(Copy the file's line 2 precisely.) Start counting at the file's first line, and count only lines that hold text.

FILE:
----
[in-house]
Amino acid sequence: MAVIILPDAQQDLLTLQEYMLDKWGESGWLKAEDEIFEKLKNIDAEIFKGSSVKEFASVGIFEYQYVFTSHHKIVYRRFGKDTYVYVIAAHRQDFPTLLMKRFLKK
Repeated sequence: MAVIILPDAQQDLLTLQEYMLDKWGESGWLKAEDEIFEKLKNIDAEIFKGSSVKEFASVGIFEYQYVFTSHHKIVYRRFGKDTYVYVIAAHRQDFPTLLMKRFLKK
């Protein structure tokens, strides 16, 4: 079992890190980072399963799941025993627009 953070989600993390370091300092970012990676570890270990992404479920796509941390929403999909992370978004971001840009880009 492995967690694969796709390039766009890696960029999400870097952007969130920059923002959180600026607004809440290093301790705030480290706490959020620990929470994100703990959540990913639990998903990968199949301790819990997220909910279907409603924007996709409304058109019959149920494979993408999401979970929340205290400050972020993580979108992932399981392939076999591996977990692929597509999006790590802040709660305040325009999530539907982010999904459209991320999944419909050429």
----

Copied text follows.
Amino acid sequence: MAVIILPDAQQDLLTLQEYMLDKWGESGWLKAEDEIFEKLKNIDAEIFKGSSVKEFASVGIFEYQYVFTSHHKIVYRRFGKDTYVYVIAAHRQDFPTLLMKRFLKK